1. While paying attention to your working environment, set the ISO of your camera to the lowest possible level where you can still get good pictures. Lower ISO means less grain in your images.
  2. If possible, turn on Aperture priority mode on your camera. This will allow you to choose the Aperture and adjust shutter speeds with a switch.
  3. Consider the depth of field you want in your image. Should things be blurry or focused?
  4. Check the shutter speed to make sure it’s reasonable. You don’t want a blurry or shaky image (Or maybe you do).
  5. Finally, take that picture.

Once you’ve been doing photography for a long time, that list of checks should be like second nature to you. Until then, don’t be afraid to carry it around with you. Following those steps pretty much guarantees a better picture and fulfilling quality of life – it’s better than just aiming and shooting, so do follow them!

Can Modern Technology Replace Tradition?

Can Modern Technology Replace Tradition?

I was traveling through Europe looking for elegant and beautiful photography opportunities when I happened to run into a good friend of mine while strolling through the Louvre Museum. I hadn’t seen her in quite some time, so we got lunch somewhere nearby and had ourselves a nice chat about this and that. The conversation eventually turned to a question which had been bugging her for a while, a question which I couldn’t easily answer. Can modern technology replace museums?

The first answer which came to my mind was a quick “no”. First of all, how could technology emulate the effects of actually standing next to something of historical significance? Seeing it, maybe, but not actually getting the feeling of being near it, or next to it.

She told me that there are these nifty things called 3D printers. Apparently the technology is rather new, but these printers are capable of creating the likeness of something seen somewhere, on a smaller scale.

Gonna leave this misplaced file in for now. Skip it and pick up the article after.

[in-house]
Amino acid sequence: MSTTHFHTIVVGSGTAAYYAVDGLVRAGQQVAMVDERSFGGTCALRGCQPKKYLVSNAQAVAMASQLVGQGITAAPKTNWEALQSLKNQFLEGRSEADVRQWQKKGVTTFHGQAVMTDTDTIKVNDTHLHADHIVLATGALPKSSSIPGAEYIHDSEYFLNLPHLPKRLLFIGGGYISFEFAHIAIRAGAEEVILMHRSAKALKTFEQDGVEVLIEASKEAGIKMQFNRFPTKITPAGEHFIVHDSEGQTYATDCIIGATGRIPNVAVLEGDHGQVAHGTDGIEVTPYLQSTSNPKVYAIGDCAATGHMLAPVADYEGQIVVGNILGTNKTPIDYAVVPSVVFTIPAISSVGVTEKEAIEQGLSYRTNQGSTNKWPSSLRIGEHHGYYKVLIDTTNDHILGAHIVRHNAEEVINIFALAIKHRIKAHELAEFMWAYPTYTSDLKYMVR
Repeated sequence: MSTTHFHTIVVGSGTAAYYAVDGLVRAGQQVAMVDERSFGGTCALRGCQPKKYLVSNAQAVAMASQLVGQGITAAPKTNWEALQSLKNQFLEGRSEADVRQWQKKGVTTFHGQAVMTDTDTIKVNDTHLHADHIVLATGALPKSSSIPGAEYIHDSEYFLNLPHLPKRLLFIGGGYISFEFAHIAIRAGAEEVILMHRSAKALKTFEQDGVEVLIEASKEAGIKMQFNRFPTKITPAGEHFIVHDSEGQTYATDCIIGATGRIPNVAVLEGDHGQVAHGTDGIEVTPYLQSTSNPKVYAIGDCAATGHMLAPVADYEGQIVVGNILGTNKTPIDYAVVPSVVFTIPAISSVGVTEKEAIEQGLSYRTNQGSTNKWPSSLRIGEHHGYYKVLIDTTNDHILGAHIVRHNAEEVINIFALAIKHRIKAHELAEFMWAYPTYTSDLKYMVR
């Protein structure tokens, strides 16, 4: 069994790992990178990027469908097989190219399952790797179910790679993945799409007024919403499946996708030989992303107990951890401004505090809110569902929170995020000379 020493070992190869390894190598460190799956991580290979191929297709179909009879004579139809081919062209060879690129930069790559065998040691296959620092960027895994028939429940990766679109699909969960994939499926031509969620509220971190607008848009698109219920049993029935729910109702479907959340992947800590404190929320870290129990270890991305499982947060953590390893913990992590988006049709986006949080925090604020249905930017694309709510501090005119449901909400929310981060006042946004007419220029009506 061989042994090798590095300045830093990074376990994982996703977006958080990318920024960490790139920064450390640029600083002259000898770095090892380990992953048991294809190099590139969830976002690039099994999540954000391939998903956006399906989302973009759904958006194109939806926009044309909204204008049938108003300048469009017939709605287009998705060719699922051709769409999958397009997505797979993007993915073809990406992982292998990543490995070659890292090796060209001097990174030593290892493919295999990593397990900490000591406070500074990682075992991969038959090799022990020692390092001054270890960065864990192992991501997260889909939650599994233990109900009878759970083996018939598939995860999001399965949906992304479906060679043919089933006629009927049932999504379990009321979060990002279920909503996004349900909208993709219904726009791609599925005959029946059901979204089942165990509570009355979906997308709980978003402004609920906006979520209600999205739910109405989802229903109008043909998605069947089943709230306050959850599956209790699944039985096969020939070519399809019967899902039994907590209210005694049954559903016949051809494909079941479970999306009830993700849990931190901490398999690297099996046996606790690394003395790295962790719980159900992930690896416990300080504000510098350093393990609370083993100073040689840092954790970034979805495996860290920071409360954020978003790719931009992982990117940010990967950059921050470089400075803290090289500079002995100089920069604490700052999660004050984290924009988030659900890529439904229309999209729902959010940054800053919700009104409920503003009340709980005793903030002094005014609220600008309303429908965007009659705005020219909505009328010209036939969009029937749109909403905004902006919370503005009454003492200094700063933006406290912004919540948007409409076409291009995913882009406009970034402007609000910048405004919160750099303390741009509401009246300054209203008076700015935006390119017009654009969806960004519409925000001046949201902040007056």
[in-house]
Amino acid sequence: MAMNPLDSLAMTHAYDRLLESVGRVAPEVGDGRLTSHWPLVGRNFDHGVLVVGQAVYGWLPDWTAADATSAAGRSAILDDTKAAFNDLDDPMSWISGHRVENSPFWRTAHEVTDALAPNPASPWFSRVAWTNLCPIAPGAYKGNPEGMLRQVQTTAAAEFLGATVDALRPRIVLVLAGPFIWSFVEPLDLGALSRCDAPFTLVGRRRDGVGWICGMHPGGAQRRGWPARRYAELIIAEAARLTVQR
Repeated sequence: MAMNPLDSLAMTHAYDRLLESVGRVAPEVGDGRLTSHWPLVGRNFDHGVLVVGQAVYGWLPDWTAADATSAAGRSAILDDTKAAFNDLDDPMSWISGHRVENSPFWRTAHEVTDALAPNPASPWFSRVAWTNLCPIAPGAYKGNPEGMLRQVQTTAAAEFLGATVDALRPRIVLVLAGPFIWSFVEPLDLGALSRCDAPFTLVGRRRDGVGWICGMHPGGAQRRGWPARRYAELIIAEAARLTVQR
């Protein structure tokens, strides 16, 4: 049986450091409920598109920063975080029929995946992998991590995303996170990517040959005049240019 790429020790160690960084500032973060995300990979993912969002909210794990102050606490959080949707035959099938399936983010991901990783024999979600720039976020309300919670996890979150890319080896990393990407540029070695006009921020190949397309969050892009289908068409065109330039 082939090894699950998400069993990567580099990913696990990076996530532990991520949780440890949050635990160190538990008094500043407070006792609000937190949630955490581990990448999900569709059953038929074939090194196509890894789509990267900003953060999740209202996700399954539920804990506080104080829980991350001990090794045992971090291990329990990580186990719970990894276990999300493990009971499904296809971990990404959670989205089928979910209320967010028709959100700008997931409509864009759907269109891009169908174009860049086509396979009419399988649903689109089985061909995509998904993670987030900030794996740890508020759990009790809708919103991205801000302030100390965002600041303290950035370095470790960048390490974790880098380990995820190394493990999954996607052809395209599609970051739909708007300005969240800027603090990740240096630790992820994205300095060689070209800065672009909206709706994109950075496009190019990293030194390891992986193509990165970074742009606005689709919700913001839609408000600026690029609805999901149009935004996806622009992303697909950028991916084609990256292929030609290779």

I thought that was interesting, all right. I asked her if she owned one, or knew anyone who owned one, since it was something I wanted to check out right away. Unfortunately, she didn’t.

However, she answered back with another notion: if it were possible to achieve that nearness using modern technology, then wouldn’t it effectively be enough to replace the traditional museum?

I admitted that it might. Just getting to see and study famous items from time isn’t really the same as going to a museum though. How can technology emulate that?

In response, she told me about this thing called the Oculus Rift. It’s a headset that you put on and wear while surfing the net or playing games, and it projects the images you would normally view from a distance to right in front of your eyes.

Now, I’d never heard of that, either. My friend is always finding the most interesting pieces of tech, I have to admit that. She’s a project manager at a place called Citrus, and is responsible for helping the company to complete many complicated projects all over the world.

I then asked her if she happened to own one of those Oculus things, and she told me she did. It’s quite an immersive device, she said, and surely capable of making the user feel like he or she is in the place being viewed. It would be immensely useful for a kind of virtual museum, which is what she came up with next.

You know how there are places like Wikipedia or other websites that are loaded with knowledge? Someone could do something like that with the inside of a museum, or so she suggested. I told her it sounded like a great idea, but I still wasn’t quite won over by the idea.

I asked her then, if either of us had been at home visiting some virtual museum, then how would we have met up for our little lunch? That was one question she didn’t have an answer for.